SFMTA Proposes Enhancements to Commuter Shuttle Regulations
The San Francisco Municipal Transportation Agency, which oversees all ground transportation in the city, released a proposal to enhance and extend its regulation of private commuter shuttles. The SFMTA is proposing continuing its regulatory role beyond January 31, 2016, when an 18-month Commuter Shuttle Pilot Program comes to an end. The proposed program builds upon lessons learned and the successes of the pilot, which were outlined in a comprehensive October 2015 program evaluation.
"The SFMTA’s Commuter Shuttle Pilot Program showed encouraging results in improving order and safety on San Francisco’s streets,” said SMTA Board of Directors Chair Tom Nolan. “Commuter shuttles get thousands of people to work every day without a car. We must do everything we can as a city to improve the flow the traffic, reduce congestion and cut pollution while improving the quality of life in our neighborhoods.”
With input from neighbors, elected officials, employers, shuttle operators and transportation professionals, the SFMTA’s Commuter Shuttle Program will build upon the pilot in several key ways, including:
- Requiring buses over 35 feet long to travel on the major and minor arterial street network as defined by the California Department of Transportation, keeping them off smaller residential streets
- Requiring participating shuttle operators to use newer vehicles, lowering greenhouse gas emissions from the shuttle fleet
- Requiring shuttle operators to certify they are in labor harmony by submitting a plan that outlines efforts to maintain consistent and efficient shuttle service in the event of potential disruptions, including labor disputes.
- Increasing enforcement resources devoted to shuttle zones and corridors and recovering the costs as part of the fee for participation in the program
- Increasing capital improvements at shuttle zones and corridors, with shuttle operators paying for their portion of the benefits as part of the fee for participation in the program
The proposal requires SFMTA Board of Directors approval to take effect.
“Every aspect of our transportation network is connected,” said SFMTA Director of Transportation Ed Reiskin. “The Commuter Shuttle Pilot Program demonstrated that a regulatory framework can help ensure the city realizes the transportation benefits the shuttles provide while minimizing impacts to Muni and our neighborhoods. These proposed enhancements will strengthen our ability to realize benefits and minimize impacts. For every person who rides a shuttle, that’s one more open seat on transit or one less car clogging traffic or competing for a parking space.”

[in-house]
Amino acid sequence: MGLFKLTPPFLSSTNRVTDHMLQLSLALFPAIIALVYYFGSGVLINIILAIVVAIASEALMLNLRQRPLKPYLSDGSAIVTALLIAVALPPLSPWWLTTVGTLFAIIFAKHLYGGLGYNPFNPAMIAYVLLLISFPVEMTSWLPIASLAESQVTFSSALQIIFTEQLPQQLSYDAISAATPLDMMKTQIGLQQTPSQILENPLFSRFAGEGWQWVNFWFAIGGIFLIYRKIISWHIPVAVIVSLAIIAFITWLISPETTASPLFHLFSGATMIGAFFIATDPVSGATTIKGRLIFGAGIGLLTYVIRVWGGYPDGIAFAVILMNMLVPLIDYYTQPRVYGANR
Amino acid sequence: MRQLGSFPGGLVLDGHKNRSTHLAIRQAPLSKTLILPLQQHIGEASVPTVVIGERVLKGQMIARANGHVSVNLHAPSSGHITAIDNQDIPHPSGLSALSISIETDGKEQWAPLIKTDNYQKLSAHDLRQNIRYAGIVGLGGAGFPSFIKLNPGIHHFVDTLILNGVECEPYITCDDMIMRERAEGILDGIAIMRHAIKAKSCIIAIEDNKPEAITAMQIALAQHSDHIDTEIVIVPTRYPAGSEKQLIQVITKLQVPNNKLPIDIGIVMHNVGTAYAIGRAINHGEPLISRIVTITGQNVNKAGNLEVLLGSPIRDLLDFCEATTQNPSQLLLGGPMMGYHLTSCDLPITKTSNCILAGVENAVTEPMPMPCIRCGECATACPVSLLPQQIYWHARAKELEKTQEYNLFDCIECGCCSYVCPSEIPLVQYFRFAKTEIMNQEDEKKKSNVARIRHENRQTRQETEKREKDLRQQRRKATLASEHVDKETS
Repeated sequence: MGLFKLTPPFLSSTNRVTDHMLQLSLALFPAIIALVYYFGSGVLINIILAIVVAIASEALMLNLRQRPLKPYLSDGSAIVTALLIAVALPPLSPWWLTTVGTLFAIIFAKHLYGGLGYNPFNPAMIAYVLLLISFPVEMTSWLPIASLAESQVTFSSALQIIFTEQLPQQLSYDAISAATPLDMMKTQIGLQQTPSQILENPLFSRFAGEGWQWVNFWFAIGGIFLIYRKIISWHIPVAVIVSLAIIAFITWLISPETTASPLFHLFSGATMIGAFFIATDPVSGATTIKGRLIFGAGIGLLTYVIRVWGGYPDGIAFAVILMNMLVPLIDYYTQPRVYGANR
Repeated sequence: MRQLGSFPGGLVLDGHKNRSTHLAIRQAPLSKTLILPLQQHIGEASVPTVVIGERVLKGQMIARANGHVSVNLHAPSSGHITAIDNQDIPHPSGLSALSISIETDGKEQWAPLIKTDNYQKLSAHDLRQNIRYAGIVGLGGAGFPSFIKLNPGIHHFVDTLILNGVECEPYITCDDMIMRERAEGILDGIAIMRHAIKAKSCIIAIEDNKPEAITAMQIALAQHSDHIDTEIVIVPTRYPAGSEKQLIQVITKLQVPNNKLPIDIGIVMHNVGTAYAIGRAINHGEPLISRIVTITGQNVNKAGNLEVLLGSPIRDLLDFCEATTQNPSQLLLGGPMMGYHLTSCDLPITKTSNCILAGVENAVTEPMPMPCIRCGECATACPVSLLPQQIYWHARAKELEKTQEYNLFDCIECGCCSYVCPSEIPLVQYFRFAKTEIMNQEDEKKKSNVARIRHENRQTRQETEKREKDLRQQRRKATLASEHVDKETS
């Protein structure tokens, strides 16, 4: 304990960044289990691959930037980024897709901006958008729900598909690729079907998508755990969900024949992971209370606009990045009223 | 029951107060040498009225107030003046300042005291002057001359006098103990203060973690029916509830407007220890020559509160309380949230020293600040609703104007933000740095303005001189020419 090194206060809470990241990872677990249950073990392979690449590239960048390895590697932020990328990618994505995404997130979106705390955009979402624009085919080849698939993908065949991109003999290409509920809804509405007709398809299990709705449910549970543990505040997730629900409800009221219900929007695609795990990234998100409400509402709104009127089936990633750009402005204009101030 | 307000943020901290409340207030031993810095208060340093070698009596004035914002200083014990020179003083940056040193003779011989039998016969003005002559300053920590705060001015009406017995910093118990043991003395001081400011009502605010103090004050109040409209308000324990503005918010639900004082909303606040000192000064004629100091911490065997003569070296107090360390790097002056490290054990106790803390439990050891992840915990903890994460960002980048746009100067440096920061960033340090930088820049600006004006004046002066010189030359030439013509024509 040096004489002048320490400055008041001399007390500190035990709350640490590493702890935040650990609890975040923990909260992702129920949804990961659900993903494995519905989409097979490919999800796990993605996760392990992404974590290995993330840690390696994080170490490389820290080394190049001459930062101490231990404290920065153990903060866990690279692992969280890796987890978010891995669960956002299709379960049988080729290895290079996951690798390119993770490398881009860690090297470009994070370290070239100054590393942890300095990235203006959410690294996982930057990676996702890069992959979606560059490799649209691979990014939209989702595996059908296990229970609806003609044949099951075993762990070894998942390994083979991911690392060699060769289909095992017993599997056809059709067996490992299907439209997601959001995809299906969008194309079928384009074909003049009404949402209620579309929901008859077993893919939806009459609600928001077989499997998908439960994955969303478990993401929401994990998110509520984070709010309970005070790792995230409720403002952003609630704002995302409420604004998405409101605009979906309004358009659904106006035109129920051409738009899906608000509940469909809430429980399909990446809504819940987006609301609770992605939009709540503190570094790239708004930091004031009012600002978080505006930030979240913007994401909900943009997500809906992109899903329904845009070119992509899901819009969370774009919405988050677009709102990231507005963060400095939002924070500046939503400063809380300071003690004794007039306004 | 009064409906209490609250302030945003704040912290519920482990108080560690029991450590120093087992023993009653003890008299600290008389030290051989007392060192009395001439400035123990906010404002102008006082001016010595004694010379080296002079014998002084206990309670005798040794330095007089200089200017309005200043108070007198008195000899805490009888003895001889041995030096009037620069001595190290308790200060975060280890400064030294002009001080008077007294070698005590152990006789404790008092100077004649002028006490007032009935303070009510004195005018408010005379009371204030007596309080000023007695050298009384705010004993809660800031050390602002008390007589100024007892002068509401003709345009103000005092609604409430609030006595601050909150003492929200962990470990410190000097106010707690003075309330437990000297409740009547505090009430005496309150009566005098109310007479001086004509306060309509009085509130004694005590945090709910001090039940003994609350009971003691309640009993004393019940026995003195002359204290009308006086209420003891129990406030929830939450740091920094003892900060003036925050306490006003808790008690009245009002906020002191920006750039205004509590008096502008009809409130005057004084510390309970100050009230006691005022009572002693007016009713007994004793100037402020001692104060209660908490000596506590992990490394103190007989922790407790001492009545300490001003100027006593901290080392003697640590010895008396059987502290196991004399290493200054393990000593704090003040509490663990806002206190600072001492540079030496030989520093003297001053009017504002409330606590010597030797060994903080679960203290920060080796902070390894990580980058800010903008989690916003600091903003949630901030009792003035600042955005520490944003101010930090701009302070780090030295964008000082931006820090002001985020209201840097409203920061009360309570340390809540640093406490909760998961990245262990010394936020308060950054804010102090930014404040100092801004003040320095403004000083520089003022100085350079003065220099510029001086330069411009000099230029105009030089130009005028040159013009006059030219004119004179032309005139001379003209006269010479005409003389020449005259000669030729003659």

Teamsters Joint Council 7, which represents some Bay Area shuttle bus drivers and is seeking to represent others, applauded the proposal.
"We are pleased to see the SFMTA designing a program that recognizes the efforts of these shuttle bus drivers to organize for better wages and working conditions with our union,” said Rome Aloise, president of Teamsters Joint Council 7.
In August 2014, the SFMTA began an 18-month Commuter Shuttle Pilot Program to regulate and better understand the hundreds of commuter shuttles using the city’s streets, many of which were loading and unloading passengers in Muni bus zones, open spots along the curb or in the street. That led to traffic, transit and safety hazards. The pilot includes strictly limiting the zones at which private shuttles may stop, charging private shuttles to stop in Muni bus zones and shuttle-only loading zones, concentrated enforcement, and extensive data collection on shuttle activity. State law limits the fee amount to the cost of operating the program.
The pilot included a survey of shuttle riders and an analysis of shuttle activity before and during implementation. The results showed that nearly half of participants said they would drive alone to work if the shuttle wasn’t an option. Less than 5 percent said they would move closer to work. Conflicts with Muni buses were also reduced by 35 percent on a per-stop basis, and commuter shuttle zone locations were roughly halved from more than 240 to 124 under the SFMTA’s pilot program, an agency analysis found.
If the pilot expires without an ongoing program in place, shuttles will still be able to legally operate on San Francisco’s streets, but their activities will not be regulated.
"The choice is whether to continue to improve the way we regulate shuttles or go back to unregulated shuttles that weren't working for the city," said Tom Maguire, director of the SFMTA’s Sustainable Streets Division.
A community meeting to provide the public with details about the proposed changes and answer questions will be held on November 4. More information, including the proposed Commuter Shuttle Program Policy, the SFMTA’s October 2015 evaluation report, and a map of streets that large shuttles will be required to operate on can be found at www.sfmta.com/commutershuttles.